Saudi Arabia on Sunday ruled out the possibility of extraditing its nationals to Turkey for their alleged involvement in the killing of Washington Post journalist Jamal Khashoggi.
"We don't extradite our citizens," Anadolu News Agency quoted Saudi Foreign Minister Adel al-Jubeir as saying in response to a query over the arrest warrants issued to two of its nationals on the sidelines of the 39th Gulf Cooperation Council (GCC) summit here.
The minister added that those who were found guilty in Khashoggi's murder have been referred to the prosecutor's office. He further stressed that Riyadh is open to cooperation and assistance in the investigation pertaining to the case.
The response from the Saudi Foreign Minister came after a court in Istanbul earlier this week issued arrest warrants for two former Saudi officials allegedly involved in Khashoggi's killing.
The decision came after Istanbul Chief Public Prosecutor's Office demanded the arrests of Saud al-Qahtani, a top aide to the Saudi crown prince Mohammed bin Salman, and Ahmed al-Asiri, a former deputy intelligence chief over their alleged role in the scribe's murder.
On October 2, Khashoggi was reported missing after he stepped into Saudi Arabia's consulate in Istanbul to collect paperwork that would allow him to get married to his Turkish fiancee Hatice Cengiz, who later said that he never appeared from the building.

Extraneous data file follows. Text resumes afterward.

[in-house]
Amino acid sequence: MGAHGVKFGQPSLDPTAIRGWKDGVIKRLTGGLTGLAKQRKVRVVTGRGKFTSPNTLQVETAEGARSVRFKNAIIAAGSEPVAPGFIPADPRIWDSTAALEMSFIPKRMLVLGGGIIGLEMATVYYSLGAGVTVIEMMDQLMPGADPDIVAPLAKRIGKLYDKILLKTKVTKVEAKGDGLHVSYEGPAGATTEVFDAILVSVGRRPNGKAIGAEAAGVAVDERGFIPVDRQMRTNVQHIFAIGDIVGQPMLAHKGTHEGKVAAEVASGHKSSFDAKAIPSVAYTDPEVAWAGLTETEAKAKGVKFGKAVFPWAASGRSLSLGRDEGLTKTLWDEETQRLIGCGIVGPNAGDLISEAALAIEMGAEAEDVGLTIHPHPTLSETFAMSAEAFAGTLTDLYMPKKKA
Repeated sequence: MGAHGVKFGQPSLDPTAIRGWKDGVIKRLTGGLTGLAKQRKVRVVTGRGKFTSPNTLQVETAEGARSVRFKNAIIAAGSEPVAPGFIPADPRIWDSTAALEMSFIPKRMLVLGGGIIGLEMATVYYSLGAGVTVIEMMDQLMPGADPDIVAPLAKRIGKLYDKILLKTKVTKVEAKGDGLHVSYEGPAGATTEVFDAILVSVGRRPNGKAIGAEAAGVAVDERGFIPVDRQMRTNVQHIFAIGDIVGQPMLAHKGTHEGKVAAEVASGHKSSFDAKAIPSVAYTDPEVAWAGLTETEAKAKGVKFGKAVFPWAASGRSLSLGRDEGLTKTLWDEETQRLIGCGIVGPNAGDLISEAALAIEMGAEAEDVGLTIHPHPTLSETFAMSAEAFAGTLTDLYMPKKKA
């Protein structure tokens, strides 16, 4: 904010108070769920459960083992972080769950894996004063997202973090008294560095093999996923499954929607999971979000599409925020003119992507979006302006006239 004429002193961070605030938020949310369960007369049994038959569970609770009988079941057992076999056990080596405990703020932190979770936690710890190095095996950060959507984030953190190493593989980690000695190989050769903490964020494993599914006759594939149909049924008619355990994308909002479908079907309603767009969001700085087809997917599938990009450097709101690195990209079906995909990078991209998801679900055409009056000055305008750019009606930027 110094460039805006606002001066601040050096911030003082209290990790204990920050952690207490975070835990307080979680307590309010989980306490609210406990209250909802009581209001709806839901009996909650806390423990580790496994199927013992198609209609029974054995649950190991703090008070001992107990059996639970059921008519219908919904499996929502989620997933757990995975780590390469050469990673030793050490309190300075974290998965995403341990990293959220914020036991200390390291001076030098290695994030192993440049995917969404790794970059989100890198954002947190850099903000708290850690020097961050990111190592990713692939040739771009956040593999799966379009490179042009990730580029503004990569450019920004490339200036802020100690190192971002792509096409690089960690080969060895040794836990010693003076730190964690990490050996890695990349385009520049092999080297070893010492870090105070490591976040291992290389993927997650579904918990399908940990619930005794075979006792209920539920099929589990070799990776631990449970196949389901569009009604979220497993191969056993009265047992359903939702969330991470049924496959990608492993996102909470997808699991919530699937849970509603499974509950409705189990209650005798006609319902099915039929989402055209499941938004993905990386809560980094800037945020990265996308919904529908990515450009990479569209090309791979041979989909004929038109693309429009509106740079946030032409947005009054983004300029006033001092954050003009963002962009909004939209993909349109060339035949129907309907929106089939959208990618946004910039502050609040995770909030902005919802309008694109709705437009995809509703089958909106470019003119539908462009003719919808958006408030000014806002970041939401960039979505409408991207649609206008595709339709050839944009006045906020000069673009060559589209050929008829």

After days of denial, Saudi Arabia later confirmed its role in Khashoggi's killing after facing massive pressure from Turkey over their investigations on the issue. But their contradictory statements have led to international uproar led by Turkey's President Recep Tayyip Erdogan, who has demanded Riyadh to come clean and accept their role in the scribe's death.
In response, the Saudi Arabian Foreign Minister had admitted that the murder of the scribe was "a mistake and a rogue operation".
Investigations into Khashoggi's killing are still going on in both Turkey and Saudi Arabia. Meanwhile, United States President Donald Trump has refused to sever ties with "key ally" Saudi Arabia over the journalist's demise, despite a Central Intelligence Agency (CIA) report that concluded the Saudi crown prince to be behind Khashoggi's death.
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